Pittsburgh Pirates Prospects: Move to Bullpen Benefitting Kyle Nicolas

Is Pirates pitcher Kyle Nicolas starting to figure it out?

Altoona Curve starting pitcher Kyle Nicolas throws against the Akron RubberDucks during the first
Altoona Curve starting pitcher Kyle Nicolas throws against the Akron RubberDucks during the first / Jeff Lange / USA TODAY NETWORK
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Pittsburgh Pirates prospect Kyle Nicolas has made some changes to his arsenal leading to improved results in August. Is this a true turnaround for the righty?

One of the pitching prospects that drew some intrigue out of the gate was right-hander Kyle Nicolas. The Pittsburgh Pirates had acquired him from the Miami Marlins in the Jacob Stallings deal. Nicolas had a very solid 2022 at Double-A Altoona and was looking like he could be a long-term starting pitching option.

The Pirates opted to let Nicolas start the 2023 season at Altoona for a second time. While he might have been repeating the same level, the results were concerning. He pitched to a 4.36 ERA, 4.32 FIP, and 1.47 FIP. Sure, he had improved both his strikeout rate (26.7%) and walk rate (9.6%) from the previous season, but his HR/9 had jumped to 1.34. There was some luck playing in his favor, as he had a .338 batting average on balls in play and an 11.9% HR/FB ratio.

Still, after a few solid starts, the Pirates sent Nicolas to Triple-A, and he got absolutely shelled through his first few outings. He allowed 17 earned runs in his first 12.1 innings. He did strike out 22 batters, but that was about the only positive to write about. He walked a dozen batters and also let up two home runs. That’s when the Pirates moved him to the bullpen, a position that many projected him to eventually land in.

However, the results weren’t what the Pirates were hoping for. He allowed 12 more earned runs over his next 17.1 innings. But after struggling to find consistency throughout the year, Nicolas has been pitching better recently. But is it enough to consider this a turnaround? Has enough changed in his game to give him another chance?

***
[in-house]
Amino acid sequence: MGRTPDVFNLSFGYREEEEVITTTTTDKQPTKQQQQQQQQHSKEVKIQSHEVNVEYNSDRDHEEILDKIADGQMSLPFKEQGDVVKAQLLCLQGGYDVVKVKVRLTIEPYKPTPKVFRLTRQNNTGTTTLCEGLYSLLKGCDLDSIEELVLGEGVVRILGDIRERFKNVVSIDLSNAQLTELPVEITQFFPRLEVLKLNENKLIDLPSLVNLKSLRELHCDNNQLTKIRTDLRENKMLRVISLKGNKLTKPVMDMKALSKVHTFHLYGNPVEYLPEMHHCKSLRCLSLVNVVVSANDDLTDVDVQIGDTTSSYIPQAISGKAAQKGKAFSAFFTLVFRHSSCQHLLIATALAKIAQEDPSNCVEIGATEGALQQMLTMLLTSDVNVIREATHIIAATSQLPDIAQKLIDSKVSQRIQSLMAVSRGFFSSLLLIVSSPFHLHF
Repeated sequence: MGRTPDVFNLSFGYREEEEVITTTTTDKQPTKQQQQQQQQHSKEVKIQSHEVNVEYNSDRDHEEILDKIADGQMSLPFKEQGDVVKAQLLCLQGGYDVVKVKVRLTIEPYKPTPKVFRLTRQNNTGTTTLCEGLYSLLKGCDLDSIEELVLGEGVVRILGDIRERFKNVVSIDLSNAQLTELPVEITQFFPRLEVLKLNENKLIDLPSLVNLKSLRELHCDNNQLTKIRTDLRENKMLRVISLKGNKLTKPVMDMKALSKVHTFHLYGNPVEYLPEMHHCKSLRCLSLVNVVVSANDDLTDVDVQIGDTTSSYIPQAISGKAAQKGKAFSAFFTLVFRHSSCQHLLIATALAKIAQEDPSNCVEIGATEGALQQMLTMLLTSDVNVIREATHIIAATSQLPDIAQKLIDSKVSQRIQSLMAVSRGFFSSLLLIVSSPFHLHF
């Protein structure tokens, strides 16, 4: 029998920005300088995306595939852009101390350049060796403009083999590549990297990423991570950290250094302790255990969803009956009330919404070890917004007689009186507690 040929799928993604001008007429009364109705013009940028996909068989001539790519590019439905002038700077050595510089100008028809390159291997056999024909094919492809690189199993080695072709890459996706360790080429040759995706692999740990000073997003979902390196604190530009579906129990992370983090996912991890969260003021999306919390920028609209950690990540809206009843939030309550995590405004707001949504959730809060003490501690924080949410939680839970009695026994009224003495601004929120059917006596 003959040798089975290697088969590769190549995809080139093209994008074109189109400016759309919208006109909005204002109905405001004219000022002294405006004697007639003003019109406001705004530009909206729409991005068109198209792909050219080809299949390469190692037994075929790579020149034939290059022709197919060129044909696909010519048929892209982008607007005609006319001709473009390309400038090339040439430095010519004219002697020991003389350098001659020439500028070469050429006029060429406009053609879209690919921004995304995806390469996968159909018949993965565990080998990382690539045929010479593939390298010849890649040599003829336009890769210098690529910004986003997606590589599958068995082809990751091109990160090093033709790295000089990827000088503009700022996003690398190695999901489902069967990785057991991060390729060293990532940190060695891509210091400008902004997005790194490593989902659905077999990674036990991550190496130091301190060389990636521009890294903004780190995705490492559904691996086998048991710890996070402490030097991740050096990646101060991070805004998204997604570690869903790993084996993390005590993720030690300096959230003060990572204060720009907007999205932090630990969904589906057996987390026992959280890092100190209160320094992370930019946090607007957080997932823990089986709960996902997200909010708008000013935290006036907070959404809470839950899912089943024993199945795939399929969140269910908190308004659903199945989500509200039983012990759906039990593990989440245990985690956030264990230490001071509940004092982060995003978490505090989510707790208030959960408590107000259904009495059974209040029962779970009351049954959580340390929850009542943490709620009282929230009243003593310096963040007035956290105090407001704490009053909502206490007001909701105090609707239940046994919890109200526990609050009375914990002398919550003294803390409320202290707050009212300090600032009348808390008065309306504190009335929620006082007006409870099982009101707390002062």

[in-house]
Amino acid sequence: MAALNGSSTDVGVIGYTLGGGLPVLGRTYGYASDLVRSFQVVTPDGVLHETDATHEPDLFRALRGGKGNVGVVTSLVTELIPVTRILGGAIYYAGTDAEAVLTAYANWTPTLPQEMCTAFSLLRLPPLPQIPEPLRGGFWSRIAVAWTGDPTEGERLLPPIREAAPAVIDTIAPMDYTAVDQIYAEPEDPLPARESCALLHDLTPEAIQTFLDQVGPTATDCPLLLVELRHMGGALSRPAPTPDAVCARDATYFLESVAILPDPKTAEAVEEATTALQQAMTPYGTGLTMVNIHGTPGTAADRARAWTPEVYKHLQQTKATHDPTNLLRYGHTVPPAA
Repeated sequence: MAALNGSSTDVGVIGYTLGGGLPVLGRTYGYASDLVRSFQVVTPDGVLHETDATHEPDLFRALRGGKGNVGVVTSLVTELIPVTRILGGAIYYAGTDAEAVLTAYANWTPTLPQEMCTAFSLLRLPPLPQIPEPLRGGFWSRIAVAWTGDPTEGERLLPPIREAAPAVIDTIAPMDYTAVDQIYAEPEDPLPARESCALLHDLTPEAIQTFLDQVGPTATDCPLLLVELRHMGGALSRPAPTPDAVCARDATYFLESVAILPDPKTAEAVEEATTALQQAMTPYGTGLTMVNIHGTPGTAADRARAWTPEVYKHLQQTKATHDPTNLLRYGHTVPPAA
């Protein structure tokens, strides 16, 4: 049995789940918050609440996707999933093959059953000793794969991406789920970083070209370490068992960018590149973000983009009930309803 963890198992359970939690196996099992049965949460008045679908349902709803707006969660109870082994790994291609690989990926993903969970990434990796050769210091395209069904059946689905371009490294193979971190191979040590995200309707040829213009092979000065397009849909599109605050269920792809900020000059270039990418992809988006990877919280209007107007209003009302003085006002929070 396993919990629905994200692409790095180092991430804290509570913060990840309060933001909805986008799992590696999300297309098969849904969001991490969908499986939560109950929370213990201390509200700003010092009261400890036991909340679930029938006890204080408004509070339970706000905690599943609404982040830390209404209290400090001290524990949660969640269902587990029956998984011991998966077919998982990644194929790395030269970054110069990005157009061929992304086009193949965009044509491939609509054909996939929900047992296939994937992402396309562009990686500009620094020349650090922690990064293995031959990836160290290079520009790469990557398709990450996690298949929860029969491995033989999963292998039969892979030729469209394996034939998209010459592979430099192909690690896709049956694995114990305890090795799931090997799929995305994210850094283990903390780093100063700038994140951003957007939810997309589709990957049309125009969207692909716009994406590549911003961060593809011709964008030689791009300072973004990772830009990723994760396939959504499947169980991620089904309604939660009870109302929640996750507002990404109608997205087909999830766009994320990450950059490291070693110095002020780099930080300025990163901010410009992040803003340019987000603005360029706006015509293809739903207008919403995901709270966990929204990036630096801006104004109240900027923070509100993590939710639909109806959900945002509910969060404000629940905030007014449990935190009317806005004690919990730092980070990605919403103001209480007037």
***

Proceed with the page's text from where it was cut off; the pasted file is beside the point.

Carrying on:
Nicolas has allowed zero earned runs over his last four games and six innings. He’s held opponents to just one hit and one walk while striking out ten. Of course, that’s not even one whole game’s worth of innings. But it is his best stretch of the season. The next question is, has enough changed in his repertoire to consider this anything more than just a hot streak?

Well, when Nicolas first came up to Indy, he was averaging around 94-96 MPH and was throwing three pitches: a fastball, slider, and curveball. This was his pitch selection up until recently. On August 15th, the start of his hot streak, Nicolas stopped throwing his curveball altogether, opting to just focus on his fastball and slider during outings.

Since this change, Nicolas is throwing his fastball harder, coming in at 97-98 MPH and coming within 1 MPH of triple digits multiple times. His slider has also gained a few ticks of velocity, now nearly averaging out at 90 MPH. Along with some added velocity, he’s also gained spin on both pitches, about 100 RPM each.

Now, is it a coincidence that Nicolas started a hot streak once he dropped his curveball? It might be, but only because it’s such a small sample size. 6.1 innings is not very many frames to make any definitive conclusions. It’s far too early to call this a turnaround. But is it promising nonetheless? I’d say so. Maybe this is what Nicolas needs. His curveball was always considered an average at best pitch, and moving to the bullpen is a transition many projected Nicolas to make. Maybe it’s time for him to fully embrace it, and maybe that’s exactly what he’s doing, and if that is what he’s doing, it’s produced a very good hot stretch.

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